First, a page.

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Millions Stolen via ATM Malware Rigged to Make Machines Drop Cash

Hacking group with long history in banking attacks has been reported to cause infections to ATM machines, allowing them to rig the machines to directly spit cash on the street. All the crooks had to do is stay in front of the machine and take the cash.

The FBI has warned banks in the U.S. to be on the lookout, but the ATM theft technique, called “jackpotting” is also spread in countries, like:

  • Moldova.
  • Estonia.
  • Armenia.
  • Belarus.
  • Bulgaria.
  • Kyrgyzstan.
  • The Netherlands.
  • Poland.
  • Russia.
  • Spain.
  • Romania.
  • The U.K.
  • Malaysia.

The manufacturers of ATM machines DN and NCR have so far not provided information as to which banks were affected by their devices.

Reuters also reports that such attacks were launched from a remote C&C (Command and Control) servers. What Is believed is that the hackers gain access to the key networks directly controlling the ATM machines and then they begin to dispense the cash simultaneously, before anyone notices and blocks them from the banks’ side.

Cobalt Hacking Group Believed to Be Responsible

Many experts link these attacks to a hacking group with long criminal history related to such attacks. The Cobalt group is the one which was behind the attacks conducted in Russian banks in 2015 and 2016 of a very similar character. This group used wire transfers that were somewhere in the range of millions.

The ATM Hack Saga Continues

The main companies behind the hacked ATMs also report that it is very likely for more attacks to be seen launching in the near future and they are working together with banks to cooperatively block future cyber-heists.

When it comes to the government, the Europol does not have any statements regarding the attacks which most likely means that they are conducting an active investigation on the matter.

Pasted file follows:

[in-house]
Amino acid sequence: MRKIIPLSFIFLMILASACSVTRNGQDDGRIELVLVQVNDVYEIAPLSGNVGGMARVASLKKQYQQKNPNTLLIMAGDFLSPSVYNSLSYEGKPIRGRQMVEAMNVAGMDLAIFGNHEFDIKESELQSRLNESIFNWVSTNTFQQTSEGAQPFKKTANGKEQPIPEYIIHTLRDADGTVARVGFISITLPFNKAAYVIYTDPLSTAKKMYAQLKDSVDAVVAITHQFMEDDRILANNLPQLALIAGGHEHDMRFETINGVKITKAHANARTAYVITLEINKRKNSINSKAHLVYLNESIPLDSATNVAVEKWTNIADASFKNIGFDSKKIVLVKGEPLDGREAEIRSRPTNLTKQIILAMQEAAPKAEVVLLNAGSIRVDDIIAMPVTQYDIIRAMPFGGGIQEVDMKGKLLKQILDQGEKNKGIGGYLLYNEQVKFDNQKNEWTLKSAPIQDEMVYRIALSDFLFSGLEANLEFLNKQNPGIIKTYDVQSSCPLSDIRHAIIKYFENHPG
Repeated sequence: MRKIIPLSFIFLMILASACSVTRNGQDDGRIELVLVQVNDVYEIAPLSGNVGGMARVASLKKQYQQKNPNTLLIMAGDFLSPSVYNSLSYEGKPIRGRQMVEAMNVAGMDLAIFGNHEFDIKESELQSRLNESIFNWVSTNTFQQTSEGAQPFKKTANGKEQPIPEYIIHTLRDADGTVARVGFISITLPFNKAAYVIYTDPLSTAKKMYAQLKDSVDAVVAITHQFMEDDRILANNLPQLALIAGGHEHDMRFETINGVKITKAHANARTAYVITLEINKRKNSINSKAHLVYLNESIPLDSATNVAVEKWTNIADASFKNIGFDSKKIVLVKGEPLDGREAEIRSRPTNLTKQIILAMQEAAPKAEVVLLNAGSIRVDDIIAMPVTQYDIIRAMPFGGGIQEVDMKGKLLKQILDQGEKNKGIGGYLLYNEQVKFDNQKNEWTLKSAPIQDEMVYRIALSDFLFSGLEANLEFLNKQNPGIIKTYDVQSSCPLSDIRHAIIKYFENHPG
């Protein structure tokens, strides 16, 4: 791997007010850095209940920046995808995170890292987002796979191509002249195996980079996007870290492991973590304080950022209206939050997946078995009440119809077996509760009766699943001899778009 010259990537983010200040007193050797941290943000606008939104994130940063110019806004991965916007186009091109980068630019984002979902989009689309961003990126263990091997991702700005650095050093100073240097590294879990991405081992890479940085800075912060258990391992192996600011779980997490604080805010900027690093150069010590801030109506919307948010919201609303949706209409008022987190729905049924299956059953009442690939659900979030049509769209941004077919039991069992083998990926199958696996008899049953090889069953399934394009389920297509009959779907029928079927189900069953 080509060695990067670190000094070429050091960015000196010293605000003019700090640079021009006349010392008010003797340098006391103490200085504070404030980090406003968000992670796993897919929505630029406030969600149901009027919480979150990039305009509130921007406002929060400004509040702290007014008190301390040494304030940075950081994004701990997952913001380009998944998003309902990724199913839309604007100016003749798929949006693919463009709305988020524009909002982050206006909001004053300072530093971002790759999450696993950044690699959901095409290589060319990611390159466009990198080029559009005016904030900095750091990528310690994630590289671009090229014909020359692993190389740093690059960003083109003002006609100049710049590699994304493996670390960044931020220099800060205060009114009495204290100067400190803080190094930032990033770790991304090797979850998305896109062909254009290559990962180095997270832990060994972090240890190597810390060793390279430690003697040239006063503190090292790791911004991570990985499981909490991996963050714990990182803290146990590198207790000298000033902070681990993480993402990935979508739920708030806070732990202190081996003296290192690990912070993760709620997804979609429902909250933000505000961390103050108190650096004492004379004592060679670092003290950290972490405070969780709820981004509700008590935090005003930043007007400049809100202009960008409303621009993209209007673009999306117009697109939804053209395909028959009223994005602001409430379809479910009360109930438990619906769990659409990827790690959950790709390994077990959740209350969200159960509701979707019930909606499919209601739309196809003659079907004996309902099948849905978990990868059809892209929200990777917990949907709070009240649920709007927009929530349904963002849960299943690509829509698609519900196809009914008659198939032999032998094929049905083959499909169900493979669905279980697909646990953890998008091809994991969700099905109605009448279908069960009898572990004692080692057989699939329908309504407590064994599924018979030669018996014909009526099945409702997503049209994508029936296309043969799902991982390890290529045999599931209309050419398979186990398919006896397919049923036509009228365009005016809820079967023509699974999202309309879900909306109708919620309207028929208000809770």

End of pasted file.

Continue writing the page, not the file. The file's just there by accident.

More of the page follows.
The two companies who produced the ATM have reportedly coordinated with banks to exchange information on how to block any future attacks on their devices if they are detected.

Not only this, but security organizations and government agencies who have looked into the matter, believe that Cobalt is not the only suspect and there is also a big Russian ATM hacking group that many refer to as Buhtrap and they could have something to do with the ATM malware itself.

Ventsislav Krastev

Ventsislav is a cybersecurity expert at SensorsTechForum since 2015. He has been researching, covering, helping victims with the latest malware infections plus testing and reviewing software and the newest tech developments. Having graduated Marketing as well, Ventsislav also has passion for learning new shifts and innovations in cybersecurity that become game changers. After studying Value Chain Management, Network Administration and Computer Administration of System Applications, he found his true calling within the cybersecrurity industry and is a strong believer in the education of every user towards online safety and security.

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